Carson National Forest to mostly reopen
Release Date: Jun 23, 2022
Contact(s): Zach Behrens, 575-758-6303
Carson National Forest managers will rescind local fire restrictions and reopen most of the Forest at 8 a.m. on Friday, June 24, after a week of significant rainfall with more in the forecast. Similar changes will occur throughout national forests in New Mexico (check with each unit for details).
“We’re relieved by the early onset of monsoonal flows, not just for decreasing fire danger and activity but also getting people back into the Forest” said Forest Supervisor James Duran. “Some areas and limitations will temporarily remain in effect, so we are asking visitors ‘know before you go’ and check conditions before heading out.”
Camino Real Ranger District near fires and contingency line to remain closed
The Camino Real Ranger District, where the northern end of the Hermits Peak and Calf Canyon Fires are located with 72% containment, will remain fully closed until next week. This will continue to keep trails closest to Taos unavailable. Staff are currently developing a smaller closure footprint to include the fire burn area and related debris flow and flash flooding locations, as well as roads and areas affected by work on a fuel break contingency line north of the fire area.
Midnight Fire area on the El Rito Ranger District
An area surrounding the Midnight Fire, which is currently has 98% containment, will also remain closed. Details, including a map, will be posted on the Carson National Forest website by Friday morning.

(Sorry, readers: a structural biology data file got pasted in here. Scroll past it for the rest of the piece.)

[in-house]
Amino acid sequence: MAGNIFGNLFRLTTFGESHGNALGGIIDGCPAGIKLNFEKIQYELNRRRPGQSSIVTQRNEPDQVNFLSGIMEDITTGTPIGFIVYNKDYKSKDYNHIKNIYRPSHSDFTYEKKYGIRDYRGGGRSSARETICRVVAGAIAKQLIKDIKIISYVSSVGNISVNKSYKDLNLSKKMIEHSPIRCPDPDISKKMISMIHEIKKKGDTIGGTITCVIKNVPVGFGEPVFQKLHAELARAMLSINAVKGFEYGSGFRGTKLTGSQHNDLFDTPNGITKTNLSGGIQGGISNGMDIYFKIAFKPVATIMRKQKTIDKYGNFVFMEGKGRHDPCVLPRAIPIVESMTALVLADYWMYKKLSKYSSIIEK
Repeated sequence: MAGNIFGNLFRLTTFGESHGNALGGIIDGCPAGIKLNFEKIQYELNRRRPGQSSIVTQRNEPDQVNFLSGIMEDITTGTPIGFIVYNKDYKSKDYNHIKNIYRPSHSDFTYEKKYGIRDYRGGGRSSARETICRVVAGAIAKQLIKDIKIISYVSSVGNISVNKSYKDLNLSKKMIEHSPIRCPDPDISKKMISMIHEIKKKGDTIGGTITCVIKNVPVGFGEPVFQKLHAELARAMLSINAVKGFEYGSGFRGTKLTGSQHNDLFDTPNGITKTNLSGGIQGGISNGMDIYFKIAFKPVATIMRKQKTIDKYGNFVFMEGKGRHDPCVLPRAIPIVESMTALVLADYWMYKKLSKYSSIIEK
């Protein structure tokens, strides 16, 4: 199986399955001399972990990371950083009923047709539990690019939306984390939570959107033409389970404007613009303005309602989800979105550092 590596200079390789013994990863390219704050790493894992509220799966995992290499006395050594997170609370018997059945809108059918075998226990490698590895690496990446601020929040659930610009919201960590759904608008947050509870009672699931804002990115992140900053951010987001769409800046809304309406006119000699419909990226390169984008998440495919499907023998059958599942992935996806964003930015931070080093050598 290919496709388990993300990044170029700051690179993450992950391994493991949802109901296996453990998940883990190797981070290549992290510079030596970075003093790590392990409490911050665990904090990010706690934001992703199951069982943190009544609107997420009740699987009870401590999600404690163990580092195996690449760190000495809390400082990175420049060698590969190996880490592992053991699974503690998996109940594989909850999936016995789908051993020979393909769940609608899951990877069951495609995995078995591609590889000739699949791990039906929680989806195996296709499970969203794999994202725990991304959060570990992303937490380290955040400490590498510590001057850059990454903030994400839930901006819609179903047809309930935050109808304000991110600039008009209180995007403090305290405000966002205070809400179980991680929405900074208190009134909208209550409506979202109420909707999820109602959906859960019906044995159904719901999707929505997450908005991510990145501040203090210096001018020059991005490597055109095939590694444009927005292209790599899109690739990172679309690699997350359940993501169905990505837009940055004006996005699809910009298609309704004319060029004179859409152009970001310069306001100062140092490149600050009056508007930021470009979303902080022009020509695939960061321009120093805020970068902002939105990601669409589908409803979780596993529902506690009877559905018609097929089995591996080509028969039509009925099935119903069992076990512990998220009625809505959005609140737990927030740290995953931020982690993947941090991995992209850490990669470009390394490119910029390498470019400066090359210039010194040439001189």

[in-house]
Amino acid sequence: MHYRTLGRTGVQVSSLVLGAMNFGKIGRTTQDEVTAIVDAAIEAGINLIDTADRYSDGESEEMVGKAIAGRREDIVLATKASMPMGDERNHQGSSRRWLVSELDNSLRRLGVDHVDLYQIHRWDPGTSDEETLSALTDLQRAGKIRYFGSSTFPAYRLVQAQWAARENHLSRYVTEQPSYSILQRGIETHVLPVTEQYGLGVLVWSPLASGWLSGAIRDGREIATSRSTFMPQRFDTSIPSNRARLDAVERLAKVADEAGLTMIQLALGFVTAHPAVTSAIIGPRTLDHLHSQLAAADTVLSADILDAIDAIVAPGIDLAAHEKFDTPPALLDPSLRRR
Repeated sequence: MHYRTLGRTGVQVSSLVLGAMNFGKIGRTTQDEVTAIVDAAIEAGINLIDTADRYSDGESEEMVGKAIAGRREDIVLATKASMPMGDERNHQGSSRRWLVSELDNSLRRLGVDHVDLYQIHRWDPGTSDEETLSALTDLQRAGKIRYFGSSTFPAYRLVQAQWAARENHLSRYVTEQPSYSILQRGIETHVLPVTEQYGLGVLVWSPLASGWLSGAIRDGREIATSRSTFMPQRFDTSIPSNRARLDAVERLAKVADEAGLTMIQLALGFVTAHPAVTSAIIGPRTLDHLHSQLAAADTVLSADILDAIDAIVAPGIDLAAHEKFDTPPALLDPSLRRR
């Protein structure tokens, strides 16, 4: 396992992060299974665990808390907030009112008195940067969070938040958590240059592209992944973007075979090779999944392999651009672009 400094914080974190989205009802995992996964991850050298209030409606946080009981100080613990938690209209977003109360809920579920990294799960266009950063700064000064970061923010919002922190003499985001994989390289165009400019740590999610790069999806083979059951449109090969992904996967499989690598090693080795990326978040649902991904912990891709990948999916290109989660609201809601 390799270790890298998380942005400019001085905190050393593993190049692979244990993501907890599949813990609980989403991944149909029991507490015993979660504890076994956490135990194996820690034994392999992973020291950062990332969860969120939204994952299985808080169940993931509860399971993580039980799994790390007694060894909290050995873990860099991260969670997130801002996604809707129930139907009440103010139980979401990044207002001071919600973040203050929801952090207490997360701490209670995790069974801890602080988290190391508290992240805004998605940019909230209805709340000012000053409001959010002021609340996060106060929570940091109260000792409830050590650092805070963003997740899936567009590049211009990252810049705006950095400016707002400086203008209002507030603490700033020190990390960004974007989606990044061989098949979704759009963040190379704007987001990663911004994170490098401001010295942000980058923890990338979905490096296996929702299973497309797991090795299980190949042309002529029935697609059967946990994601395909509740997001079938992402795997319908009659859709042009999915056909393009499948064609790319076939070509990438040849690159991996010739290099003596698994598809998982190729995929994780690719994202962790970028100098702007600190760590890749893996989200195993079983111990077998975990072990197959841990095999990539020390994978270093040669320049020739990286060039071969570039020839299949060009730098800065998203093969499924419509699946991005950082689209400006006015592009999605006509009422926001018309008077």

Other closures that were in effect prior to the implementation of the Stage 3 fire restrictions closure in mid-May will remain so. Those include limitations in Valle Vidal and a handful of roads west of Tres Piedras, all due to elk calving.
Some campgrounds will have a delayed reopening due to staff and concessionaire needs in ramping up operations, including hazard tree and branch removal. Campers should be prepared to bring their own water as it may initially not be available as campgrounds reopen. Other services may be limited. Visitors should call ahead or check the Forest webpage beginning Friday morning for open/closed statuses.
All trails will reopen, but some remain severely impacted by windfall from the December winter squall. Trail crews and partners diligently worked through the spring to clear effected trails, including those to Wheeler Peak and Lake Williams (with a temporary reroute at the trailhead). Trails that remain very difficult to pass and are not recommended for travel include those that make up the Lost Lake Loop, which are the Lost Lake/Middle Fork (#91) and East Fork (#56) trails, and Lake Fork (#82) trail out of Cabresto Lake. Not all trails have been surveyed and more may be unpassable.
Current fire restrictions
While all local fire restrictions will be rescinded, regional fire restrictions and federal law regarding fire on national forests remain in force.